Progressivism and Libertarianism: A Happy Compromise

compromiseFrom time to time, both online and offline (AKA “The Real World”), I run into people who believe that in the absence of government, all of our problems would be solved. You can often find them online on some of the stranger forums at 3 AM or inserting themselves into unrelated conversation with bizarre comments about “lizard people,” the fluoridation of water or chemtrails. Now those are some of the examples of those who live a little south of sanity, but there’s plenty of people who subscribe to the idea that by shrinking government to the size it could be “drowned in a bathtub,” only then will our economy and society thrive.

The conversation usually follows a similar pattern. Random person I know who is a Ron Paul devotee: “We need to legalize prostitution, gay marriage and drugs. What adults do with their bodies is none of anyone’s business so long as it doesn’t hurt anybody else!” I’ll nod my head and agree. After all, I do have some pretty strong libertarian streaks when it comes to individual liberties and some social issues. Then I hear “the banks are all controlled by the Jews and the Illuminati” and in some more extreme cases, they’ll go on about RFID chips, lizard people and chemtrails. That’s when I know I’m not dealing with a rational human being.

But there are many people like myself that haven’t lashed themselves to the mast of blind one-party ideology, and know that a particular philosophy works in some places and not in others. There’s a lot of places where the paths of Progressives and many reasonable people with libertarian ideas do intersect, especially when we’re discussing government surveillance programs, finance and a few other issues. I think we can agree that wasting tax money on a failed drug war and subsidizing companies who are already making big profits is a bad idea. It’s not hard for us to come to the consensus that we shouldn’t be continuing to spend hundreds of billions of dollars on the largest military the world has ever known, or allow the government to collect personal data on private citizens without a warrant. This is the “sweet spot”, the point from which liberals, libertarians, progressives and rational conservatives can operate without the hyper-partisan nonsense that leaves our government as useless and paralyzed as it is right now.

We have too many politicians, both Democrat and Republican who believe that government knows what is best for you. They want you to continually trade personal liberties for a false sense of security. On the opposite side of that, you have those who think that anarchy and everyone left to their own devices is somehow a plausible utopia that can exist in reality. The problem with either scenario is that both are completely unworkable and you end up with either an Orwellian state or complete chaos if you follow the ideologically pure train of thought to its’ inevitable conclusion. But somewhere in the middle is that sweet spot — a proper balance of government that is there when you absolutely need it and is staying out of your womb or bedroom as the Founders would have intended. It’s a shame that we haven’t taken the steps necessary to start moving toward that hybrid “liberaltarian” ideal, but it’s never too late to start.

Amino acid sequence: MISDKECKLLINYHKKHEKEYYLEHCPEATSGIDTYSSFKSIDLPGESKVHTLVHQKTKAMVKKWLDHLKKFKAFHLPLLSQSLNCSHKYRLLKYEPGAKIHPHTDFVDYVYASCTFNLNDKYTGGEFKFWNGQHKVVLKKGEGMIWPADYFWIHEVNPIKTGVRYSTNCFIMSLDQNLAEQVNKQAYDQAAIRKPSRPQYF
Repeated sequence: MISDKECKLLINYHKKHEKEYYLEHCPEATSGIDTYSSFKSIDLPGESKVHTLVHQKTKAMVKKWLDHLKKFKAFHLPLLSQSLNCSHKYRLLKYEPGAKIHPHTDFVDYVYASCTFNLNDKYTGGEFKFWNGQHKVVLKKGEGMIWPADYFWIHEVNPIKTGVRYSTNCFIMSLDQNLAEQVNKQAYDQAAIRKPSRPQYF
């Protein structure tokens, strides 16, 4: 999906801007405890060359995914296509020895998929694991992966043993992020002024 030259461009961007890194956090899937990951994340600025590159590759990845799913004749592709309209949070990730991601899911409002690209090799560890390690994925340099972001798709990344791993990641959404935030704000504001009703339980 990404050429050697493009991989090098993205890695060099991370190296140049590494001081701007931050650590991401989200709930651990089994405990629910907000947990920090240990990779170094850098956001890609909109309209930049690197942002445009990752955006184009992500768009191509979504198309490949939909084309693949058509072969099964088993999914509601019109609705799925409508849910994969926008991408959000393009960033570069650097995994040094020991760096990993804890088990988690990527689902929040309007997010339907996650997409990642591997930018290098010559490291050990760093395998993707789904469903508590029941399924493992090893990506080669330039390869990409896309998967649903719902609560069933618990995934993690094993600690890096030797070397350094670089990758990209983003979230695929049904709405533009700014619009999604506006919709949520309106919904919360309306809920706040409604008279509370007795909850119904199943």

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  • Charles Vincent

    Stunned silence….. I am not one to agree with either the far right or the far left, and I do thing both sides have some valid ideas…. I do think the author is right that the sweet spot is on that middle ground and I believe that is what the founders intended even though they knew government is an inherently destructive think to personal freedoms they knew it to be a neccasary evil. And the same is true of the other end of the spectrum.

  • Ken Moellman

    I am the chairman of the Libertarian Party of Kentucky. I just wanted to clarify that I have never uttered “lizard people” or “illuminati”, and I have never used racial terms to describe our banking woes. Please keep in mind that it is the less-than-sane among us (all people) who tend to be the loudest. However, I agree with the premise; people should work together where they agree. If we all focused on achieving the goals we agree upon, rather than being distracted by the wedge issues that politicians use to get (re)elected, we’d actually solve some problems.

    So we all agree — let’s leave consenting adults alone, no matter what their fancy.

  • I tell people I’m a socialist with anarchist tendencies. That throws ’em for a loop.